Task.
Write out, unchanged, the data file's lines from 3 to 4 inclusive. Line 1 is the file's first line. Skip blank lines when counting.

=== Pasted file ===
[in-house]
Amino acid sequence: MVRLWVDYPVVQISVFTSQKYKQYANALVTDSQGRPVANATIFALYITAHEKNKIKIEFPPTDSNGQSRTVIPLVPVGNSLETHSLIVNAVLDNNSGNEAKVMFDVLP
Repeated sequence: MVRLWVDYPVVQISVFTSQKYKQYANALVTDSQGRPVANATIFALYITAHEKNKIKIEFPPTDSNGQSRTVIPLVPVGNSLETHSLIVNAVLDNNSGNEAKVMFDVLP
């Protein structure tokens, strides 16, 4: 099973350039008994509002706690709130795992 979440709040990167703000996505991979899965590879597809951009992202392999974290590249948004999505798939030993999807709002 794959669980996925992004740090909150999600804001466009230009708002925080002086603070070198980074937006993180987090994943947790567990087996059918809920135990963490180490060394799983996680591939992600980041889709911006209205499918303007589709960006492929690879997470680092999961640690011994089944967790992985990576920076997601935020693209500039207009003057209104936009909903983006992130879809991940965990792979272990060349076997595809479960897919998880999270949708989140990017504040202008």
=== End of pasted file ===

Repeated sequence: MVRLWVDYPVVQISVFTSQKYKQYANALVTDSQGRPVANATIFALYITAHEKNKIKIEFPPTDSNGQSRTVIPLVPVGNSLETHSLIVNAVLDNNSGNEAKVMFDVLP
């Protein structure tokens, strides 16, 4: 099973350039008994509002706690709130795992 979440709040990167703000996505991979899965590879597809951009992202392999974290590249948004999505798939030993999807709002 794959669980996925992004740090909150999600804001466009230009708002925080002086603070070198980074937006993180987090994943947790567990087996059918809920135990963490180490060394799983996680591939992600980041889709911006209205499918303007589709960006492929690879997470680092999961640690011994089944967790992985990576920076997601935020693209500039207009003057209104936009909903983006992130879809991940965990792979272990060349076997595809479960897919998880999270949708989140990017504040202008």